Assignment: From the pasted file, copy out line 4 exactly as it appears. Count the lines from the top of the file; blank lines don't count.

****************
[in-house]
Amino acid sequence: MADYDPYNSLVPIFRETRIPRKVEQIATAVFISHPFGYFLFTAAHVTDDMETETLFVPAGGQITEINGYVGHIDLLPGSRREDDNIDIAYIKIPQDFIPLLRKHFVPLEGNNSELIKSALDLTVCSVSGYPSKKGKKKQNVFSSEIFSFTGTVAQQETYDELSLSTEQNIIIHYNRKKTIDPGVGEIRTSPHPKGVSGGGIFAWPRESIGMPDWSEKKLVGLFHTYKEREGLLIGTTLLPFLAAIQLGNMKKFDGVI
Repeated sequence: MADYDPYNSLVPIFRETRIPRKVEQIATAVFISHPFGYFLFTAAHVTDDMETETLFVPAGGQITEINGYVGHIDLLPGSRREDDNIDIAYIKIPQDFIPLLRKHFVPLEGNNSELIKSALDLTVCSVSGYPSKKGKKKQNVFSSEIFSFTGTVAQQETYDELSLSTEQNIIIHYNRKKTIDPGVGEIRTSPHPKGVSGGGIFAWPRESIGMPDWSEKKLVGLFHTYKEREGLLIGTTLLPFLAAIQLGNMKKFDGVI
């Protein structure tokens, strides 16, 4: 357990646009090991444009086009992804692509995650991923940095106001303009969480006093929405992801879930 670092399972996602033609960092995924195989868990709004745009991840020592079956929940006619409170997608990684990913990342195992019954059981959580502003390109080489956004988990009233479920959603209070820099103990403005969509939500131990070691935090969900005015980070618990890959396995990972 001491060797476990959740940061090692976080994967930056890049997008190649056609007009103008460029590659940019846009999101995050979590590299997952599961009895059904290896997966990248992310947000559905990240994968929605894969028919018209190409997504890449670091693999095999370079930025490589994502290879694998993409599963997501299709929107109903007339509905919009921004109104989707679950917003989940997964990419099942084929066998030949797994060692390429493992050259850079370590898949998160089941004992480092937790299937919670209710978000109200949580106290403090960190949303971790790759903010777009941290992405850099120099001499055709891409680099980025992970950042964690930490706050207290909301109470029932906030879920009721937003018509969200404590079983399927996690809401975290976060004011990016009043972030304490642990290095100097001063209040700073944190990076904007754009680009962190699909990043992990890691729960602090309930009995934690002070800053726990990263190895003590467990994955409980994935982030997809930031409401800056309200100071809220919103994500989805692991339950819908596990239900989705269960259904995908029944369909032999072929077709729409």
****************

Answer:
């Protein structure tokens, strides 16, 4: 357990646009090991444009086009992804692509995650991923940095106001303009969480006093929405992801879930 670092399972996602033609960092995924195989868990709004745009991840020592079956929940006619409170997608990684990913990342195992019954059981959580502003390109080489956004988990009233479920959603209070820099103990403005969509939500131990070691935090969900005015980070618990890959396995990972 001491060797476990959740940061090692976080994967930056890049997008190649056609007009103008460029590659940019846009999101995050979590590299997952599961009895059904290896997966990248992310947000559905990240994968929605894969028919018209190409997504890449670091693999095999370079930025490589994502290879694998993409599963997501299709929107109903007339509905919009921004109104989707679950917003989940997964990419099942084929066998030949797994060692390429493992050259850079370590898949998160089941004992480092937790299937919670209710978000109200949580106290403090960190949303971790790759903010777009941290992405850099120099001499055709891409680099980025992970950042964690930490706050207290909301109470029932906030879920009721937003018509969200404590079983399927996690809401975290976060004011990016009043972030304490642990290095100097001063209040700073944190990076904007754009680009962190699909990043992990890691729960602090309930009995934690002070800053726990990263190895003590467990994955409980994935982030997809930031409401800056309200100071809220919103994500989805692991339950819908596990239900989705269960259904995908029944369909032999072929077709729409």